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Thread: jr20

  1. #11
    fff Fortississimo David Anderson's Avatar
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    1 members found this post helpful.
    Hammond and Leslie both use tinted lacquer for an even, consistent finish, sprayed on veneer. I'm not a refinishing expert, but that's what was used. It's hard to replicate that kind of finish without using the same thing they used, which is not to say that people haven't succeeded. But it's not a stained veneer with clear lacquer on top. The lacquer itself has a color.

    AFAIK, alcohol will not readily dissolve lacquer like it will dissolve shellac.
    I'm David. 'Dave' is someone else's name.

  2. #12
    ff Fortissimo Bobmann's Avatar
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    David is correct, it is tinted lacquer. This allowed them to use several different kinds of wood and this hides the difference in wood color.
    The most likely used wood is walnut veneer cabinet grade plywood. The trim is solid wood, usually the older cabinets use walnut and newer cabinets may use most anything like an Ash or Poplar.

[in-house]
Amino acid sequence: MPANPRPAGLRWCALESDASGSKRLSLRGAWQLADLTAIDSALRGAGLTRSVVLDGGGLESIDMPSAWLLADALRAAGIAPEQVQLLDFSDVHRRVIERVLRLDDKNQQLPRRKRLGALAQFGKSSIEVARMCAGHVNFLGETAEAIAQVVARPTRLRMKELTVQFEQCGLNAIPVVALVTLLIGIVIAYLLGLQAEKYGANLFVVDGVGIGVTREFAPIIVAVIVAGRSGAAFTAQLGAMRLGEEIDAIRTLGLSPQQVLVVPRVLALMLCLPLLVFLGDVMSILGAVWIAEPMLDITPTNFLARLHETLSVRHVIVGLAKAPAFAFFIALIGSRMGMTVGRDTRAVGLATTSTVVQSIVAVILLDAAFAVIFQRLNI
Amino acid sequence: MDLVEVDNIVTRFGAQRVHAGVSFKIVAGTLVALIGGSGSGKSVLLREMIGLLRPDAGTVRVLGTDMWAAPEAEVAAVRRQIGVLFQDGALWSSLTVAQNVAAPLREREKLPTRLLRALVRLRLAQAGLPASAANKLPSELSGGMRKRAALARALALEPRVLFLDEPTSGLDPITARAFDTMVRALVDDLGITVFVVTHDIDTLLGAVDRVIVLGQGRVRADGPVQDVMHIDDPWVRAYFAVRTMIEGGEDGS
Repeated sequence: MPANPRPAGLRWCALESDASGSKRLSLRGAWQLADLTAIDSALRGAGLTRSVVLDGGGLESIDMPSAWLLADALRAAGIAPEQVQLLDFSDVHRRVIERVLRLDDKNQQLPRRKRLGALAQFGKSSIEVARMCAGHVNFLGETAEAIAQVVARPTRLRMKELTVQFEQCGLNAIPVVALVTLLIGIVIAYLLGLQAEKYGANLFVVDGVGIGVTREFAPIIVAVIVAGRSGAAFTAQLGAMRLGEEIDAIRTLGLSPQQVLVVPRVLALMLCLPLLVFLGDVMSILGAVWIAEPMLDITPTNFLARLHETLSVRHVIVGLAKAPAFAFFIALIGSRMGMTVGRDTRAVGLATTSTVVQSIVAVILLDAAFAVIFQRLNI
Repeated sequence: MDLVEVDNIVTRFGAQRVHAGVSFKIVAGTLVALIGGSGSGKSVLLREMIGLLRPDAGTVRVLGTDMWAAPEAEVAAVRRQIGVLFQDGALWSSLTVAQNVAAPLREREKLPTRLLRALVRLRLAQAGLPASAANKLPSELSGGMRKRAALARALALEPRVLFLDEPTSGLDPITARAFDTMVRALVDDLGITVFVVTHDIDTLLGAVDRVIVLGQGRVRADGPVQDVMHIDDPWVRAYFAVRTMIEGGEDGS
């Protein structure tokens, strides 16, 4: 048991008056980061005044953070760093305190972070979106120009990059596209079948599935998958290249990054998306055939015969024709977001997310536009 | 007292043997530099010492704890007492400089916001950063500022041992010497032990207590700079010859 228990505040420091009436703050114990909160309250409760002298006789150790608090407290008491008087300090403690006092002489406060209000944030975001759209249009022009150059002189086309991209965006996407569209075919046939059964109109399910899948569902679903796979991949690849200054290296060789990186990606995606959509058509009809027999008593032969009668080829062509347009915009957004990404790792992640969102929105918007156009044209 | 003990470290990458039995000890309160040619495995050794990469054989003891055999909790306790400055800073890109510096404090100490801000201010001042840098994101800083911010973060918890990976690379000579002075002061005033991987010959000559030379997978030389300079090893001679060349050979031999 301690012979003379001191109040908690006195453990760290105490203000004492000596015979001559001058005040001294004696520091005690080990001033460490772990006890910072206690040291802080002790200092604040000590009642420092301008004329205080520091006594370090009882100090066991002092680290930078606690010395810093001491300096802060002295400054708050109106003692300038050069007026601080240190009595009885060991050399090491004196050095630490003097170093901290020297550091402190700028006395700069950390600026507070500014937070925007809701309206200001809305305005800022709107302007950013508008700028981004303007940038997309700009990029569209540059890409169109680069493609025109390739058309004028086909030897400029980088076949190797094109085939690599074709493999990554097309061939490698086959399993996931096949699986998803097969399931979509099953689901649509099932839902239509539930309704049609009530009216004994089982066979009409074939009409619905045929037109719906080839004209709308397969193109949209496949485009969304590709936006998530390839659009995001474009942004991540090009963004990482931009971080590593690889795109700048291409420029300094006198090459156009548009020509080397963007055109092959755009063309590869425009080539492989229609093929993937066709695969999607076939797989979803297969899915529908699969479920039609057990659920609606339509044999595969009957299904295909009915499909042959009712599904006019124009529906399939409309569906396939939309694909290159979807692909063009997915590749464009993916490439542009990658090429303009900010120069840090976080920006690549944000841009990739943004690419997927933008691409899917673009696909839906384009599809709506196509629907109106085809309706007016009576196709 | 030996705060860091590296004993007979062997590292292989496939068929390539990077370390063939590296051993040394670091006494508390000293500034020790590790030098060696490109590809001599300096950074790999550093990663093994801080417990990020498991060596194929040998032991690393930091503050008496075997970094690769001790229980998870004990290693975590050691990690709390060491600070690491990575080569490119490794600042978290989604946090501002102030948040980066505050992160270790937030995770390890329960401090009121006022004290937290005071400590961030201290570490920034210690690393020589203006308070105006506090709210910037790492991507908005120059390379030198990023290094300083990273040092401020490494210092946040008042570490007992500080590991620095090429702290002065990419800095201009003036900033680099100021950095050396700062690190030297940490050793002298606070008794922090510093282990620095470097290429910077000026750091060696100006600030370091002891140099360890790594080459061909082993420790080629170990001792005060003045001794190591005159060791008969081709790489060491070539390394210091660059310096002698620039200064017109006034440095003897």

The original color is long gone, as the environment that the cabinet was in will change the color, could be either lighter or darker than original.

    Tinted lacquer is still available, it may be available at a specialty paint store or woodworker supply store.
    Getting it to match the rest of the cabinet will be a challenge, as it means custom match then you will need spray equipment.
    The tinted lacquer in rattle cans is very limited in color.

    I refinish these cabinets regularly, and rather than tinted lacquer, I stain and clear lacquer overcoat. It is just easier to get the stain and lacquer at the local store.